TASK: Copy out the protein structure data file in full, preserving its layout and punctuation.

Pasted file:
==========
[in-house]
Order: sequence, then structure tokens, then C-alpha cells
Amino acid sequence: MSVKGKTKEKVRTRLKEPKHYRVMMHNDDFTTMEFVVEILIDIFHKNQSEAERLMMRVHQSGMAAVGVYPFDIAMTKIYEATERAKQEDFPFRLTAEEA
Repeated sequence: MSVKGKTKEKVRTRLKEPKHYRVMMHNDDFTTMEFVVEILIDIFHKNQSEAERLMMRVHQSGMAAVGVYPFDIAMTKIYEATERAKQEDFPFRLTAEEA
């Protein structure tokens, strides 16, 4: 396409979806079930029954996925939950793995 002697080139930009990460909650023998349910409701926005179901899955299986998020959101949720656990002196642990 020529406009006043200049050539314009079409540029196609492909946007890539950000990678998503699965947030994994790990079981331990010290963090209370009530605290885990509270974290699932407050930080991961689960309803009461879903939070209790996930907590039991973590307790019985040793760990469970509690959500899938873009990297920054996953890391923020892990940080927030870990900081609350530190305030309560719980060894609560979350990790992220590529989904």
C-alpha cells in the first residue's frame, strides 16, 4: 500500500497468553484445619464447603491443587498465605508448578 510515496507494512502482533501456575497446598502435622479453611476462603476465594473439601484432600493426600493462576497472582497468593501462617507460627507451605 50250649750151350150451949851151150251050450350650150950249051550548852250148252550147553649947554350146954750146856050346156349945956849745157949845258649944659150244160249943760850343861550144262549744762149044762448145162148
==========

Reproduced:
[in-house]
Order: sequence, then structure tokens, then C-alpha cells
Amino acid sequence: MSVKGKTKEKVRTRLKEPKHYRVMMHNDDFTTMEFVVEILIDIFHKNQSEAERLMMRVHQSGMAAVGVYPFDIAMTKIYEATERAKQEDFPFRLTAEEA
Repeated sequence: MSVKGKTKEKVRTRLKEPKHYRVMMHNDDFTTMEFVVEILIDIFHKNQSEAERLMMRVHQSGMAAVGVYPFDIAMTKIYEATERAKQEDFPFRLTAEEA
């Protein structure tokens, strides 16, 4: 396409979806079930029954996925939950793995 002697080139930009990460909650023998349910409701926005179901899955299986998020959101949720656990002196642990 020529406009006043200049050539314009079409540029196609492909946007890539950000990678998503699965947030994994790990079981331990010290963090209370009530605290885990509270974290699932407050930080991961689960309803009461879903939070209790996930907590039991973590307790019985040793760990469970509690959500899938873009990297920054996953890391923020892990940080927030870990900081609350530190305030309560719980060894609560979350990790992220590529989904």
C-alpha cells in the first residue's frame, strides 16, 4: 500500500497468553484445619464447603491443587498465605508448578 510515496507494512502482533501456575497446598502435622479453611476462603476465594473439601484432600493426600493462576497472582497468593501462617507460627507451605 50250649750151350150451949851151150251050450350650150950249051550548852250148252550147553649947554350146954750146856050346156349945956849745157949845258649944659150244160249943760850343861550144262549744762149044762448145162148